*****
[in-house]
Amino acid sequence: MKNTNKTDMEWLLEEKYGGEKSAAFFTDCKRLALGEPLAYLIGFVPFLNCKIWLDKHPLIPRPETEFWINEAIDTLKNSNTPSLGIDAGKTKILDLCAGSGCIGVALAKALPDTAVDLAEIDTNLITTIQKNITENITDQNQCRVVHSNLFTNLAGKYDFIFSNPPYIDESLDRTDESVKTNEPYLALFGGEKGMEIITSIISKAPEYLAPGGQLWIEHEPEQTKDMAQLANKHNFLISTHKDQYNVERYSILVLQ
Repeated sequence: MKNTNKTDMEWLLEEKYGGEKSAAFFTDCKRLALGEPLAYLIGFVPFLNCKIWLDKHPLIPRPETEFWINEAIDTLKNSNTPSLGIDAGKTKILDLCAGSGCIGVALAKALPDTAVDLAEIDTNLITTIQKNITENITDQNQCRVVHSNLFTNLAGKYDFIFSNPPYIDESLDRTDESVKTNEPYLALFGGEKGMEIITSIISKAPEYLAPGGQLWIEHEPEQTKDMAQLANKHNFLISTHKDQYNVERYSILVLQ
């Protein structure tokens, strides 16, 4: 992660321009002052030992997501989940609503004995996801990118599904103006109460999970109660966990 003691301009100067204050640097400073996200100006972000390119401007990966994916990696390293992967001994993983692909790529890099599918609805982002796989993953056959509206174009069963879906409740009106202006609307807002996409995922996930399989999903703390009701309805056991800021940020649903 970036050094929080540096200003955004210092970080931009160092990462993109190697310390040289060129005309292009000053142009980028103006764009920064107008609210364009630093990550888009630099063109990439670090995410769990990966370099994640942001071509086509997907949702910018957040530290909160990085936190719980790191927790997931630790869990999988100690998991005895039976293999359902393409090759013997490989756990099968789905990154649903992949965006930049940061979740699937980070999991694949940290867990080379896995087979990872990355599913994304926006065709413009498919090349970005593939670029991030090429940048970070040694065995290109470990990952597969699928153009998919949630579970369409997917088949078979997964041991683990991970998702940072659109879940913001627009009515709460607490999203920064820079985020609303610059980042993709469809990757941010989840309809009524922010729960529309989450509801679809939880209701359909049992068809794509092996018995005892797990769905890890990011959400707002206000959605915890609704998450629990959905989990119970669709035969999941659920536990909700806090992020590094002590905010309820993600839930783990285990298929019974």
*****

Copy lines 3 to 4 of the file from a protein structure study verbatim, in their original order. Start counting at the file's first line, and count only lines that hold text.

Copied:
Repeated sequence: MKNTNKTDMEWLLEEKYGGEKSAAFFTDCKRLALGEPLAYLIGFVPFLNCKIWLDKHPLIPRPETEFWINEAIDTLKNSNTPSLGIDAGKTKILDLCAGSGCIGVALAKALPDTAVDLAEIDTNLITTIQKNITENITDQNQCRVVHSNLFTNLAGKYDFIFSNPPYIDESLDRTDESVKTNEPYLALFGGEKGMEIITSIISKAPEYLAPGGQLWIEHEPEQTKDMAQLANKHNFLISTHKDQYNVERYSILVLQ
């Protein structure tokens, strides 16, 4: 992660321009002052030992997501989940609503004995996801990118599904103006109460999970109660966990 003691301009100067204050640097400073996200100006972000390119401007990966994916990696390293992967001994993983692909790529890099599918609805982002796989993953056959509206174009069963879906409740009106202006609307807002996409995922996930399989999903703390009701309805056991800021940020649903 970036050094929080540096200003955004210092970080931009160092990462993109190697310390040289060129005309292009000053142009980028103006764009920064107008609210364009630093990550888009630099063109990439670090995410769990990966370099994640942001071509086509997907949702910018957040530290909160990085936190719980790191927790997931630790869990999988100690998991005895039976293999359902393409090759013997490989756990099968789905990154649903992949965006930049940061979740699937980070999991694949940290867990080379896995087979990872990355599913994304926006065709413009498919090349970005593939670029991030090429940048970070040694065995290109470990990952597969699928153009998919949630579970369409997917088949078979997964041991683990991970998702940072659109879940913001627009009515709460607490999203920064820079985020609303610059980042993709469809990757941010989840309809009524922010729960529309989450509801679809939880209701359909049992068809794509092996018995005892797990769905890890990011959400707002206000959605915890609704998450629990959905989990119970669709035969999941659920536990909700806090992020590094002590905010309820993600839930783990285990298929019974």